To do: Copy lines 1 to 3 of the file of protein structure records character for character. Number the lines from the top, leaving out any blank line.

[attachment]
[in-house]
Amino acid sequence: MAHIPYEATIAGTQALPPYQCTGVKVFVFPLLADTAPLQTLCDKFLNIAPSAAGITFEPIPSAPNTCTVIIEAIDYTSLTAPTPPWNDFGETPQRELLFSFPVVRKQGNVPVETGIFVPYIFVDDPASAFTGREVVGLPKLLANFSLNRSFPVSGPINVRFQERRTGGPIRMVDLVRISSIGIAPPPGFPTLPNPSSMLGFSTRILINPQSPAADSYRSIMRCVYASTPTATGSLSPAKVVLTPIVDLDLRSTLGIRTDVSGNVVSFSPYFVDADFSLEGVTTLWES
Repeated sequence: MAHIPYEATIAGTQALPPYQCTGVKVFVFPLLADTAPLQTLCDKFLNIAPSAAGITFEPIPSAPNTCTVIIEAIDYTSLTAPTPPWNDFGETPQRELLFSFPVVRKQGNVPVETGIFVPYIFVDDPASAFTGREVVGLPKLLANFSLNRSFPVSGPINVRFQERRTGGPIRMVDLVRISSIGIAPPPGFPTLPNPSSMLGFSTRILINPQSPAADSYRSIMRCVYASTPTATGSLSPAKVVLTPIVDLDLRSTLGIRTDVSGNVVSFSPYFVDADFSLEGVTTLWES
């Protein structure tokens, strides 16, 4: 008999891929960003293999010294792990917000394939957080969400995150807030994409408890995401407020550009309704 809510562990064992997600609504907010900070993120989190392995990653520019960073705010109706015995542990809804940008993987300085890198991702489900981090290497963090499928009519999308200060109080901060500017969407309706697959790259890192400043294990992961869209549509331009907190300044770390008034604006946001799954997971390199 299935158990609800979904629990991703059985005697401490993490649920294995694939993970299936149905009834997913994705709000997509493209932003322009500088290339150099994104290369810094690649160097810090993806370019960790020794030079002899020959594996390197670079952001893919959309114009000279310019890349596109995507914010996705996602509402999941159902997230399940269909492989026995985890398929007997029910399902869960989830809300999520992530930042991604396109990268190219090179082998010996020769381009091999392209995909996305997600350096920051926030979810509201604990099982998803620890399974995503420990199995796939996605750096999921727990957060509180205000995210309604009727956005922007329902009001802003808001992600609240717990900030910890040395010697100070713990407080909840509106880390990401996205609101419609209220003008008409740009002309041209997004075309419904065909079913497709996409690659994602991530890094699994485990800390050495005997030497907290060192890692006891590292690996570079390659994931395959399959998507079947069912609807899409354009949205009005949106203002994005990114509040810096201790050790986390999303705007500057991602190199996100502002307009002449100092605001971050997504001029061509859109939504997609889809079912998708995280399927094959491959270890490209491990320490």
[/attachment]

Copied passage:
[in-house]
Amino acid sequence: MAHIPYEATIAGTQALPPYQCTGVKVFVFPLLADTAPLQTLCDKFLNIAPSAAGITFEPIPSAPNTCTVIIEAIDYTSLTAPTPPWNDFGETPQRELLFSFPVVRKQGNVPVETGIFVPYIFVDDPASAFTGREVVGLPKLLANFSLNRSFPVSGPINVRFQERRTGGPIRMVDLVRISSIGIAPPPGFPTLPNPSSMLGFSTRILINPQSPAADSYRSIMRCVYASTPTATGSLSPAKVVLTPIVDLDLRSTLGIRTDVSGNVVSFSPYFVDADFSLEGVTTLWES
Repeated sequence: MAHIPYEATIAGTQALPPYQCTGVKVFVFPLLADTAPLQTLCDKFLNIAPSAAGITFEPIPSAPNTCTVIIEAIDYTSLTAPTPPWNDFGETPQRELLFSFPVVRKQGNVPVETGIFVPYIFVDDPASAFTGREVVGLPKLLANFSLNRSFPVSGPINVRFQERRTGGPIRMVDLVRISSIGIAPPPGFPTLPNPSSMLGFSTRILINPQSPAADSYRSIMRCVYASTPTATGSLSPAKVVLTPIVDLDLRSTLGIRTDVSGNVVSFSPYFVDADFSLEGVTTLWES